Swansea City are finalising a deal with an American investment group regarding the purchasing of a controlling stake in the club.
The Barclays Premier League club said talks with American businessmen could be wrapped up by the end of the season.
The investment group are being led by Stephen Kaplan and Jason Levien, both of whom have an extensive sporting backgrounds in the United States.
“Swansea City Football Club can confirm it is working to finalise to bring in a new majority shareholder,” said a club statement.
The deal, which could be worth as much as £100million, will see chairman Huw Jenkins and vice-chairman Leigh Dineen remain in their management roles at the Liberty Stadium.
Jenkins said: “We believe we have a proposal which helps Swansea City progress both on and off the field.”
Kaplan is a shareholder in the NBA’s Memphis Grizzlies and Levien is managing general partner at Major League Soccer outfit DC United.
Levien has held roles at the Grizzlies and Philadelphia 76ers having previously brokered multi-million pound contracts as an NBA agent.
He also serves as a key advisor to Inter Milan majority owner and president Erick Thohir, who purchased the Italian giants in 2013 and co-owns DC United with Levien.
Swansea held talks with American businessman Charles Noell and John Jay Moores over a potential sale of the club in 2014.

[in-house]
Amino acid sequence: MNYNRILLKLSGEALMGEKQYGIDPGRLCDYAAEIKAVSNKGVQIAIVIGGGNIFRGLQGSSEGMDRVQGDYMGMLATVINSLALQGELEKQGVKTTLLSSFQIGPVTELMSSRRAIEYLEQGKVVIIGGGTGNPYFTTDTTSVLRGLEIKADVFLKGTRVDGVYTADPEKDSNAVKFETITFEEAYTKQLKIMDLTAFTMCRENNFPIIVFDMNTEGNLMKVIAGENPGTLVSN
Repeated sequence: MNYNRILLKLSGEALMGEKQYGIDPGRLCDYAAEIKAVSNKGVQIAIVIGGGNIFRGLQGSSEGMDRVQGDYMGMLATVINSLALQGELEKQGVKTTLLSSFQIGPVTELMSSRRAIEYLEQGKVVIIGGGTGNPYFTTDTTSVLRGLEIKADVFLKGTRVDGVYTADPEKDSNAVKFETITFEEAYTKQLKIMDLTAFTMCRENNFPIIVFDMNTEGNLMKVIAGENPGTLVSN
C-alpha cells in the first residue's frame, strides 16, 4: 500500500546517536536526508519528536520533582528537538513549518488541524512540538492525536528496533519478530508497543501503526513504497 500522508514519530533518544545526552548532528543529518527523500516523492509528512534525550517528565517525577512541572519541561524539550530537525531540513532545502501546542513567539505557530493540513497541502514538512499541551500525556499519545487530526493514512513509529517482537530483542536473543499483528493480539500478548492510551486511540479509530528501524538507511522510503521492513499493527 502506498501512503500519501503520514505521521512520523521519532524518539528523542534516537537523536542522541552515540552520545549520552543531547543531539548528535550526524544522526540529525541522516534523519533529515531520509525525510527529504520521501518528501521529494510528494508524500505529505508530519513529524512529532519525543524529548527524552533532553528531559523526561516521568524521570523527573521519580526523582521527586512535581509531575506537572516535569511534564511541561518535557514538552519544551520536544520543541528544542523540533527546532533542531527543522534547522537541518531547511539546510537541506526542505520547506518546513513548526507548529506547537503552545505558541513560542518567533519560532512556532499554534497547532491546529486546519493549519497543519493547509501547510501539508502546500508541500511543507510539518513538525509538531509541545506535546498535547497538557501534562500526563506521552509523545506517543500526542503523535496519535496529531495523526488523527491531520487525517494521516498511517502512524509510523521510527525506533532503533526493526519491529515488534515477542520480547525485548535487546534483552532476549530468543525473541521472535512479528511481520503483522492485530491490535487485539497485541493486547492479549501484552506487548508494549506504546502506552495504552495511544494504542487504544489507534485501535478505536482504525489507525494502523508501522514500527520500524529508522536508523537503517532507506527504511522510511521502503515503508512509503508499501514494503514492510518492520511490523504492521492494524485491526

But those talks broke down with the Supporters’ Trust – who own 21 per cent of the club and have a representative on the board – concerned about the deal.
However, while some directors are expected to leave the board as part of the shake-up, the Supporters’ Trust will retain their shareholding and maintain their voice at the club.
It is understood that the American group are keen not to lose the connection between fans and decision-makers at the highest level – and the Trust said only this week that they were “open-minded” over a change in the management structure at Swansea.
In an article published on its official website on Tuesday, the Trust said: “Fundamentally, the Supporters’ Trust is solely interested in what is in the best interests of the club and most importantly its fans, both current and future, so if a deal met that criteria then we would be very interested in investigating this further.
“The recent American deal presented very little evidence as to how that deal would benefit the club.
“As a Supporters’ Trust we are open-minded on the issue of a change in the shareholding of the club.
“The majority of the current shareholders have held a stake in the club for 15 years and the make-up of the board has remained largely unchanged for a decade.
“It is unrealistic to think that things will not change in the future, for any number of reasons.”
As well as keeping the supporters onside, the Americans are also keen to utilise the experience of Jenkins as the club prepares for a sixth season of Premier League football.
Swansea virtually guaranteed their safety by beating Chelsea 1-0 at home on Saturday and want to expand their Liberty Stadium home, which has a 20,500-capacity and is the second smallest in the Premier League.
The club has been in talks with Swansea City Council over the last 18 months to buy the stadium and the American takeover could lead to both its purchase and expansion, as well as investment in the playing squad this summer.